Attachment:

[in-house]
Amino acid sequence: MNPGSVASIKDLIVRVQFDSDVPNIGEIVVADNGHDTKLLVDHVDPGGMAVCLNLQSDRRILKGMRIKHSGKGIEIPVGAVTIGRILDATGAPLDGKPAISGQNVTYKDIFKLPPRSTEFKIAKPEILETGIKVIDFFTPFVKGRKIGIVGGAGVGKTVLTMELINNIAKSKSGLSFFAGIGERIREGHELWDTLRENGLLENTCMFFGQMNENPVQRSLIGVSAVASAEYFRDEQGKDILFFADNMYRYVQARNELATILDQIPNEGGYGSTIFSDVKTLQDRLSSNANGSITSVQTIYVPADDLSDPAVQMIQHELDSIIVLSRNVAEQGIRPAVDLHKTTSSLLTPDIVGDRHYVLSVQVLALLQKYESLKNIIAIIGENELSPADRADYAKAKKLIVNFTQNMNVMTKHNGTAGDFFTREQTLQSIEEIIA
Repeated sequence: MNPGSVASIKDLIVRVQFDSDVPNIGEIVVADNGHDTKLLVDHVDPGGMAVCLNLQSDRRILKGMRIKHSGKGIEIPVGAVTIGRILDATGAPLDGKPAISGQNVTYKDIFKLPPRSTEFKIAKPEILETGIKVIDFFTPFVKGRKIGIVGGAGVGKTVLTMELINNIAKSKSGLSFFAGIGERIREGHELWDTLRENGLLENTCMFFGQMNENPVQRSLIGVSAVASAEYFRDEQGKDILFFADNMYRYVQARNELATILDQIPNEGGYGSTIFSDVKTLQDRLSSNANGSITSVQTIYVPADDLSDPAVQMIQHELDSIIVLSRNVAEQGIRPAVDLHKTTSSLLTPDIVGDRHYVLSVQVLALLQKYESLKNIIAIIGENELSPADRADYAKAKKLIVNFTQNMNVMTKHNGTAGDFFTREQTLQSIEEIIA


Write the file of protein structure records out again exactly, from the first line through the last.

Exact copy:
[in-house]
Amino acid sequence: MNPGSVASIKDLIVRVQFDSDVPNIGEIVVADNGHDTKLLVDHVDPGGMAVCLNLQSDRRILKGMRIKHSGKGIEIPVGAVTIGRILDATGAPLDGKPAISGQNVTYKDIFKLPPRSTEFKIAKPEILETGIKVIDFFTPFVKGRKIGIVGGAGVGKTVLTMELINNIAKSKSGLSFFAGIGERIREGHELWDTLRENGLLENTCMFFGQMNENPVQRSLIGVSAVASAEYFRDEQGKDILFFADNMYRYVQARNELATILDQIPNEGGYGSTIFSDVKTLQDRLSSNANGSITSVQTIYVPADDLSDPAVQMIQHELDSIIVLSRNVAEQGIRPAVDLHKTTSSLLTPDIVGDRHYVLSVQVLALLQKYESLKNIIAIIGENELSPADRADYAKAKKLIVNFTQNMNVMTKHNGTAGDFFTREQTLQSIEEIIA
Repeated sequence: MNPGSVASIKDLIVRVQFDSDVPNIGEIVVADNGHDTKLLVDHVDPGGMAVCLNLQSDRRILKGMRIKHSGKGIEIPVGAVTIGRILDATGAPLDGKPAISGQNVTYKDIFKLPPRSTEFKIAKPEILETGIKVIDFFTPFVKGRKIGIVGGAGVGKTVLTMELINNIAKSKSGLSFFAGIGERIREGHELWDTLRENGLLENTCMFFGQMNENPVQRSLIGVSAVASAEYFRDEQGKDILFFADNMYRYVQARNELATILDQIPNEGGYGSTIFSDVKTLQDRLSSNANGSITSVQTIYVPADDLSDPAVQMIQHELDSIIVLSRNVAEQGIRPAVDLHKTTSSLLTPDIVGDRHYVLSVQVLALLQKYESLKNIIAIIGENELSPADRADYAKAKKLIVNFTQNMNVMTKHNGTAGDFFTREQTLQSIEEIIA